It was therefore a shock to hear his name being referred to as a musician. The intensely private artist wrote and recorded his debut album Dear in his bedroom, recording parts between planes taking off from nearby Heathrow Airport.
Keaton had no desire for the tracks to ever see the light of the day but when they did the phenomenal response seems to have stirred him enough to continue to make music.
His acoustic music is deep and dark, rarely picking up any kind of pace to ensure that the listener is hooked to every single lyric. His often weeping voice is soft and yet incredibly powerful, somewhat reminiscent of Jeff Buckley.
The shy nature of the musician is more than evident in his music. Keaton doesn’t really do interviews and by his own admission spends most of his time hidden in his bedroom. He also doesn’t do gigs. The closest that he’s come to doing a gig is by creating an art installation in which fans would put their head into a single dark hole to see him performing a single song from the album.
Tracks such as “Flesh and Bone”, “Charon” and “You Don’t Know How Lucky You Are” are hauntingly deep, it’s incredibly easy to pull lyrics from the tracks that just stick.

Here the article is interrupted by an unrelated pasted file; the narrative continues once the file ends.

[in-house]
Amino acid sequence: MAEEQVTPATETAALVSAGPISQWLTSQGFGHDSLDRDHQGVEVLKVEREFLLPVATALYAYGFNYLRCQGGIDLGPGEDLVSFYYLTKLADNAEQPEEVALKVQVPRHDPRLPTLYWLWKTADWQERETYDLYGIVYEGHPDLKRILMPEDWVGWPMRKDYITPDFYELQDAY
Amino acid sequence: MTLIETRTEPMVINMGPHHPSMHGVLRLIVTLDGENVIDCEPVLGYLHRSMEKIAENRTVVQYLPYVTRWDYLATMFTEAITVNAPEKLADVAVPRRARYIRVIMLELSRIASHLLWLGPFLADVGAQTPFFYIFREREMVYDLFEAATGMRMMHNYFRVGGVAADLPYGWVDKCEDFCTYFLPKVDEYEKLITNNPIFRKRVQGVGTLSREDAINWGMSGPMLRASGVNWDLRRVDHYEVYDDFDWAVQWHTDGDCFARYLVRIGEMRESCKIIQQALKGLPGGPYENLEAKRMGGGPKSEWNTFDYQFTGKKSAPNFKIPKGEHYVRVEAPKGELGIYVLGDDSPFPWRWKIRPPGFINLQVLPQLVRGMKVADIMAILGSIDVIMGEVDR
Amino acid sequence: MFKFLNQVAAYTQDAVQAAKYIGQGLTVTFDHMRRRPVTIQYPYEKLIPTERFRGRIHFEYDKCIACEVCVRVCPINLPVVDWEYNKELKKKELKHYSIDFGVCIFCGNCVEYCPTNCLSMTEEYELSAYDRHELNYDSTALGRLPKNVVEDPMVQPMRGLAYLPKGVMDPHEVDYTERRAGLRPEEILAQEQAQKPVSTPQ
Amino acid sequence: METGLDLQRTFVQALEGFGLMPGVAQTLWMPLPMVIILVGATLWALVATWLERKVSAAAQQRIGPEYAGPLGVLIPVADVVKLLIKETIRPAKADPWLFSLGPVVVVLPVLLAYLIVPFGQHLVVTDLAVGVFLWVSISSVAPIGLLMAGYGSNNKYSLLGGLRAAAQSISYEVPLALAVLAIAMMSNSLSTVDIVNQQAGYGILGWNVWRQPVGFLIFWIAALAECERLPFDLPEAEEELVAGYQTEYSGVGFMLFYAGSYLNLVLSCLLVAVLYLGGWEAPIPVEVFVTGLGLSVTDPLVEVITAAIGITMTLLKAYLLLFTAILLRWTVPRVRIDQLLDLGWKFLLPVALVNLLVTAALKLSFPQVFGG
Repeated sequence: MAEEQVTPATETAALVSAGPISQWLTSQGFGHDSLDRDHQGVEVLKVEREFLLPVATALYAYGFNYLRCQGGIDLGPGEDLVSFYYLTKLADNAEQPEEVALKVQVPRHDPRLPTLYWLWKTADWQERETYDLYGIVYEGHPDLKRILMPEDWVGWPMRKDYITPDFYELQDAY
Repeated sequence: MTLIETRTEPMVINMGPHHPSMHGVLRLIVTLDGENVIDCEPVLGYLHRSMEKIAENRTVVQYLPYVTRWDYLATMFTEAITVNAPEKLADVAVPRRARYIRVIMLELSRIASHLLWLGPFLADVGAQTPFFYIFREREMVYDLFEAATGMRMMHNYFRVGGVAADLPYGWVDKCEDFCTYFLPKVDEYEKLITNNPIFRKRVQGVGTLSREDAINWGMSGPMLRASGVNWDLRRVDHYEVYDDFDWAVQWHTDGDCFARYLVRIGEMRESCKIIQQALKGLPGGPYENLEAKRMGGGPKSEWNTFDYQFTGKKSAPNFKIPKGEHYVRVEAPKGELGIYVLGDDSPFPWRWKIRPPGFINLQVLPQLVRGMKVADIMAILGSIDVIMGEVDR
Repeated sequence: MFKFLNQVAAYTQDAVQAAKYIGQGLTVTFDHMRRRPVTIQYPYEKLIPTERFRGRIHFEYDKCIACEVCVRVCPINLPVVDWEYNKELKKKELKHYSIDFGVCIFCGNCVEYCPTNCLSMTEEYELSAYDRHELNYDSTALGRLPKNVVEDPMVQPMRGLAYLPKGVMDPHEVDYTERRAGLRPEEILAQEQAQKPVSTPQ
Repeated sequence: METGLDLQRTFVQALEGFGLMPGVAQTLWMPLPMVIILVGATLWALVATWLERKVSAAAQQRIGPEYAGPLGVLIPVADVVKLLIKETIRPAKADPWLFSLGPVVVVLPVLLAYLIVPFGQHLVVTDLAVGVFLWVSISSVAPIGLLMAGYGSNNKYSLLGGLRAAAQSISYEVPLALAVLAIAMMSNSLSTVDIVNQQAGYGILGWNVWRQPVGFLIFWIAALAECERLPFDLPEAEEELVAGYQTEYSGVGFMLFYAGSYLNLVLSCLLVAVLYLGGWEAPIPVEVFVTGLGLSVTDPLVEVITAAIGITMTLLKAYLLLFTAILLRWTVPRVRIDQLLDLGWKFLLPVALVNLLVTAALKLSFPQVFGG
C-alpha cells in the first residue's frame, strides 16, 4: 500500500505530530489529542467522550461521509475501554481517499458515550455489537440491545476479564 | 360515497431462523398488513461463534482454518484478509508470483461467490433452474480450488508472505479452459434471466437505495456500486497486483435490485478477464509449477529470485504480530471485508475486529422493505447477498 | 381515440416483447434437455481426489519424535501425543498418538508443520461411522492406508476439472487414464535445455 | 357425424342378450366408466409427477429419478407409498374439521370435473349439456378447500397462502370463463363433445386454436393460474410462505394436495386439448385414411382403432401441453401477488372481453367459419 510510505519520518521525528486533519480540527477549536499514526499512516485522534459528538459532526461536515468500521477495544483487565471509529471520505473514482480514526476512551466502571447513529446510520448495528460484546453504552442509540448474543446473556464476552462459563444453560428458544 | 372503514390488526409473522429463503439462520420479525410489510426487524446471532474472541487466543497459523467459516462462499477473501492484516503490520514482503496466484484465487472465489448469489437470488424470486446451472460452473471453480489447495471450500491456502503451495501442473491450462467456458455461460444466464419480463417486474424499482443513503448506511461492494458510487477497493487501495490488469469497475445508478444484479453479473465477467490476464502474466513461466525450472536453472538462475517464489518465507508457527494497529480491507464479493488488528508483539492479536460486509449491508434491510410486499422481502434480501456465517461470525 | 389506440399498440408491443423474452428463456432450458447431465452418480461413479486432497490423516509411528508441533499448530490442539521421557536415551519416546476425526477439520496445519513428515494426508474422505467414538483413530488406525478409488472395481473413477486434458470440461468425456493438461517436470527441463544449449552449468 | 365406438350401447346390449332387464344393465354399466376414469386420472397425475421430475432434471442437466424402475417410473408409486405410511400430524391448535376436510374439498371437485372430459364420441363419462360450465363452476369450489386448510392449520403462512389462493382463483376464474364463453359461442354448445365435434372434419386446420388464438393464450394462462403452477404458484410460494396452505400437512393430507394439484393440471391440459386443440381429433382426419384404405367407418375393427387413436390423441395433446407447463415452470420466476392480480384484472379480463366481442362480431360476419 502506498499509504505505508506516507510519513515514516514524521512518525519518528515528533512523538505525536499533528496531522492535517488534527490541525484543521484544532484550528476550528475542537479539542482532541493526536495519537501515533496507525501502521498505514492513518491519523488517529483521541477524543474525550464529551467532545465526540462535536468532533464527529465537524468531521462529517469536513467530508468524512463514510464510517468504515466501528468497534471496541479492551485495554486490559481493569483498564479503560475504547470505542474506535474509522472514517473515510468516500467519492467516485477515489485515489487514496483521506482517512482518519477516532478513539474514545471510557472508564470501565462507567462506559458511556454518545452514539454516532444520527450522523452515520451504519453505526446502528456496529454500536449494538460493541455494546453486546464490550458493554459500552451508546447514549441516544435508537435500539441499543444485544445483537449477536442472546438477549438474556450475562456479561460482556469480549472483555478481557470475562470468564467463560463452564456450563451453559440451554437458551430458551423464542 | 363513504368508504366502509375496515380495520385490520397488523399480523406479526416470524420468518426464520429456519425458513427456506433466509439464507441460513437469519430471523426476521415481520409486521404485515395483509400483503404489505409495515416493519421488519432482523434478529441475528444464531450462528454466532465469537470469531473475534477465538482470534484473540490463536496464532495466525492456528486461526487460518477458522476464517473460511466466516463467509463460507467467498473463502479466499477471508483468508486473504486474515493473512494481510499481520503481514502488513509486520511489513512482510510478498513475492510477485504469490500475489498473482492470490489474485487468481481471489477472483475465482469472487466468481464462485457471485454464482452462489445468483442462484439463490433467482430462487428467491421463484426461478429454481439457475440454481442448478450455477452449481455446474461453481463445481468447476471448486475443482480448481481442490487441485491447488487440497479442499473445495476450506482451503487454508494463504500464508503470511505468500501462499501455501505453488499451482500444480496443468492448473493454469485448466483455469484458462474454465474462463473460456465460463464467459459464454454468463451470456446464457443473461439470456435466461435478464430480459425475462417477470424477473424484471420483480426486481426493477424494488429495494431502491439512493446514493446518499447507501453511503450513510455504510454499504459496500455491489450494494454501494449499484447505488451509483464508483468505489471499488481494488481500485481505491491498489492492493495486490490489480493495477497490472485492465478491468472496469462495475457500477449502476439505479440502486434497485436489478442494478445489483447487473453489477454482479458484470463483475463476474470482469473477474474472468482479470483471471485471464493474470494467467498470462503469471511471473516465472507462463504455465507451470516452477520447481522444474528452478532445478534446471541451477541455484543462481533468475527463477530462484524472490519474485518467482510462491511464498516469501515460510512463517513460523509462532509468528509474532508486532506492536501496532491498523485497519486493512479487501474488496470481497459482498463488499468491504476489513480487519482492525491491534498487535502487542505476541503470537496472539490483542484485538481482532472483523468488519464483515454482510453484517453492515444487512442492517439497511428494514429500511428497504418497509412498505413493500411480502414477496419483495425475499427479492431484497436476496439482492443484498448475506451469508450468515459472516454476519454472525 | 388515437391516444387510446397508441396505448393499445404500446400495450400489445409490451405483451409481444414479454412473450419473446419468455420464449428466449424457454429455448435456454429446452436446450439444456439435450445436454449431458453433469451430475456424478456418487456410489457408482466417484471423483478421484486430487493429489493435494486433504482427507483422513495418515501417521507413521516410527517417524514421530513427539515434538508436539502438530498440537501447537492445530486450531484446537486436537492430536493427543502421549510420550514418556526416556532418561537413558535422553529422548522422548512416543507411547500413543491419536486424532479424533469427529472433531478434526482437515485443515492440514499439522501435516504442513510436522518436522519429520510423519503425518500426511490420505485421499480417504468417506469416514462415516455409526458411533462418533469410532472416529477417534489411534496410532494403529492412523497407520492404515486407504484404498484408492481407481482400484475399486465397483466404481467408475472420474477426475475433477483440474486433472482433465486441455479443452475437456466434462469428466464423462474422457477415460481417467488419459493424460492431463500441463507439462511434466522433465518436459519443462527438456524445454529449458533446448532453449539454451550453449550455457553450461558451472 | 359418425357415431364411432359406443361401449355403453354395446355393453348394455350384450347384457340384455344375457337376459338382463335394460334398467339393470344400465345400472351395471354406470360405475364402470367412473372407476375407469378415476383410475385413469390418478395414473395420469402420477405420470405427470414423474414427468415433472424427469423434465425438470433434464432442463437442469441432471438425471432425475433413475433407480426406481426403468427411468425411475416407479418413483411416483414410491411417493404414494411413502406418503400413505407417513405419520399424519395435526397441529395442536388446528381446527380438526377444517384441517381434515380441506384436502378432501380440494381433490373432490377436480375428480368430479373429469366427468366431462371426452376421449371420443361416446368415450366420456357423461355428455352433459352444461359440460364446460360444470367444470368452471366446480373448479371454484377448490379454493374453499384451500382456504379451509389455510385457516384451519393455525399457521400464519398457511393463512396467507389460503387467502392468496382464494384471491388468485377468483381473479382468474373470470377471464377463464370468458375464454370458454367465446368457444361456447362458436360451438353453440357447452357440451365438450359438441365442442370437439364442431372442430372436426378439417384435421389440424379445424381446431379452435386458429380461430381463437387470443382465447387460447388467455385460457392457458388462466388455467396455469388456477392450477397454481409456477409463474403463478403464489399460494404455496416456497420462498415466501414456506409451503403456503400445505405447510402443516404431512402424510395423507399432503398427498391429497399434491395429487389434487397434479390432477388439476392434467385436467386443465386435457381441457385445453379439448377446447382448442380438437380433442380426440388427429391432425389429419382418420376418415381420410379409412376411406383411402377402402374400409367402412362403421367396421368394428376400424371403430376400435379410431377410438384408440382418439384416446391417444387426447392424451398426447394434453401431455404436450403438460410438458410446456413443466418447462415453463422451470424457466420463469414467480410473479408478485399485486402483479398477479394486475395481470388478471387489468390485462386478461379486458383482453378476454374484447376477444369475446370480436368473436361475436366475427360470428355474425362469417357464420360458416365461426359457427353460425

“And there is war, on the screen and it is cruel and unclean, but I still worry more about you”
“My bodies weak, feel my heart giving up on me, I’m worried it might just be, something my soul needs”
“Does he know, who you are, does he laugh, just to know, what he has.”
The artistic streak in Keaton has meant that, as would be expected, the various videos that have now come to accompany some of these songs are truly outstanding. His track Charon is coupled with a video that shows a puppet committing suicide for instance, whilst the video for You Don’t Know How Lucky You Are is simply one long shot of a traditionally dressed woman crying on the moors.
In an age of mass promotion and technology, Keaton is keeping it simple and relying on his creative abilities to do the talking.